Honestly, I have mixed feelings writing about this topic. Not that I am gay. In this gender-labeling society, I am what is called as straight–as straight as this pen I’m writing with (whatever that means). To put it more accurately, I’m a homophobic straight. I’ve been trying to understand more about homosexuality, but society has conditioned me to despise it. Just the mere mention of the word makes me feel strange.
I have to admit I have homophobia, but not entirely for the sake of finishing this essay. I’m hoping that by writing about homosexuality, by facing your demons, as they’d say, I’d be able to lessen, if not totally eliminate, the fear, ever realizing that we only fear what we do not understand. Or so again, I hope.
Well, some time ago I did face my demon that is homosexuality. I read lots of ‘homo’ literature. I corresponded with gay rights activists and writers, viewing this sexually biased society through their perspectives, empathizing with their plight. This since I have always believed in the simple premise that all human beings were created equal hence we all deserve equal rights and opportunities. One time I wrote a letter to an NGO protesting the seemingly unjust termination of a gay couple from their organization. I even made friends with several gay men through mail, consoling them in their predicaments. But underneath that psychological cloak, I remained afraid of homosexuals. My mind was willing to understand, but my social belief was not too weak to be altered.
One penfriend said that if it were not for Sigmund Freud’s coining of the term “homosexuality”, then people like me would have one less puzzle to solve in life. My pal said that before the word existed, men from ethnic communities in the Southern Philippines were not mindful of social consequences of sleeping with other men. Englishmen in Shakespeare’s time didn’t care if he was gay; the notion that he is so has become an issue only now, in this Information slash Digital slash Virtually Insane Age. Just as so as people in Lewis Carroll’s era-they didn’t suppose the author of Alice in Wonderland was a perverted pedophile, that it was not alright for him to take nude photographs of little children. Sexual malice between adult and child was alien to them. They just didn’t know.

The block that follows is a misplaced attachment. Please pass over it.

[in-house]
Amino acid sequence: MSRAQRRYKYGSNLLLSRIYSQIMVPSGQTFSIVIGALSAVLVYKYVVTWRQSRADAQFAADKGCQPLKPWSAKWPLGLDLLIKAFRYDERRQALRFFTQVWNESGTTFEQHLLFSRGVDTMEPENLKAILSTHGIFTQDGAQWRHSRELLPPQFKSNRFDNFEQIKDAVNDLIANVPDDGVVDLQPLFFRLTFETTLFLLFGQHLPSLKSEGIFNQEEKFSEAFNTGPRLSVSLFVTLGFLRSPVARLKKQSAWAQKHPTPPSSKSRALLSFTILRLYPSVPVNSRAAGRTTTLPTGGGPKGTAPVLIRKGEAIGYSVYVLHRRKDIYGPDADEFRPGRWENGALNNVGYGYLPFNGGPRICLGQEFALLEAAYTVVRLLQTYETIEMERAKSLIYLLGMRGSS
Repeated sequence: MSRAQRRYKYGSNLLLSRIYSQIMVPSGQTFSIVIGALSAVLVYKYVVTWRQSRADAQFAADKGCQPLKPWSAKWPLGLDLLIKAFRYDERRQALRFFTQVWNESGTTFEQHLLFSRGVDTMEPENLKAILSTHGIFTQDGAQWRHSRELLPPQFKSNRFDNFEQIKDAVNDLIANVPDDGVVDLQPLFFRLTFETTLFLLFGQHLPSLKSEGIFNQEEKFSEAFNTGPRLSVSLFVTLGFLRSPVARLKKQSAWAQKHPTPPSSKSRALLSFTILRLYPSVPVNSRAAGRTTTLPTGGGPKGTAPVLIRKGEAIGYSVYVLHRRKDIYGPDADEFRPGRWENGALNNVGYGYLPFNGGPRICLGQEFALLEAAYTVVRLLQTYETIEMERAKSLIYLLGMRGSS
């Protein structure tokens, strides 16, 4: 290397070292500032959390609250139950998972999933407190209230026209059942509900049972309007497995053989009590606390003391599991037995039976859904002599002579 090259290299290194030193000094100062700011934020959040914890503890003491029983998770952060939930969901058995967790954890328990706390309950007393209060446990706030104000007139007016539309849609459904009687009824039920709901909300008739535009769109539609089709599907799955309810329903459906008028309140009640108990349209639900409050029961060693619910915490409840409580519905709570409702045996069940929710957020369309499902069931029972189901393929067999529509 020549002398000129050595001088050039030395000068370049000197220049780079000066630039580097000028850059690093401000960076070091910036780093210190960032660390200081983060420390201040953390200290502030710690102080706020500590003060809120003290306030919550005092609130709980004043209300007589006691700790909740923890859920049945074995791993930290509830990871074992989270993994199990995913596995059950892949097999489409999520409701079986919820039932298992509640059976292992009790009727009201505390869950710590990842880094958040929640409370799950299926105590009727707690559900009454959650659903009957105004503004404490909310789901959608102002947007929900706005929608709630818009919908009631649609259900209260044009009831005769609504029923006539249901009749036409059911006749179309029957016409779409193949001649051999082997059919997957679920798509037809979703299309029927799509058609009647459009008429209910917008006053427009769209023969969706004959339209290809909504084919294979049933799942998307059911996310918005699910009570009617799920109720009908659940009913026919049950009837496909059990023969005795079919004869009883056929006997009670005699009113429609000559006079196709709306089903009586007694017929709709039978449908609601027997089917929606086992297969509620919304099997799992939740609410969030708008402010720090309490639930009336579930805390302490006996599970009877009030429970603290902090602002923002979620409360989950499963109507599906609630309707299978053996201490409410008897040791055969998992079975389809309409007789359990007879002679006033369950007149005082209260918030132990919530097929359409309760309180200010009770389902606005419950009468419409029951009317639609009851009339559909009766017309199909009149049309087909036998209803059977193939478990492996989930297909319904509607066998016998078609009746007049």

All of these phobias and mental disorders were mere products of early 20th century psychoanalytical theories. My friend argued that if we didn’t know, then we wouldn’t mind anything about it. We would be continuing to hear sexual affairs between two men (or women), and not give a damn. And if the term were not invented, then, obviously, there would be no gender-labeling. There would be no homosexuals and the fear of them would have but become a figment of our skewed imagination.
I’m beginning to ask myself who are really mentally twisted: those homos who claim they are born like that or homophobic people who claim they were born normal but has acquired such psychological defect through social conditioning? Really, what is ‘normal’? It is even abnormal to use this word when talking about homosexuality.
I think another problem with people with homophobia like me is that we’re having a hard time admitting it to ourselves. That deep inside us, we wouldn’t mind seeing gays and lesbians in the streets as long as we wouldn’t be nudged by or brush shoulders with one of them. We could tolerate having a ‘bading’ to prepare our faces or fix our hair for parties or as their couturier for special events, but as long as the bading doesn’t assert his/her ‘own’ sexuality on us too much. Or as long as we do not feel like we’re being sexually harassed, even by an honest, friendly touch from a ‘bakla’.
One dilemma here is that, I think, tolerant homophobic people do not really know how to react to homosexuals whose nature we do not completely understand. We do not really know how to respond to ‘badings’ and ‘tibos’ as we can’t take it upon ourselves how we would treat them: as one of our own or of the opposite sex? So we may incorrectly interpret harmless and sincere tactile or verbal communication (gay speak) as sexual assault.
Nevertheless, we Filipinos are generally a very understanding lot when facing homosexual realities, perhaps brought about by family values intrinsic in all of us. We welcome homosexuals to our mainstream society, very much unlike in North America where there are record numbers of violence against gays. We welcome and tolerate them, yes, but, I think, we are far from completely accepting them for who they really are. We always see them on TV, entertaining us. But we have deeply seated doubts in placing them in sensitive positions in an organization. Is it because they’re self-confessed homosexuals? Or is it because we’re, in one way or another, homophobic and just too damn proud to admit it?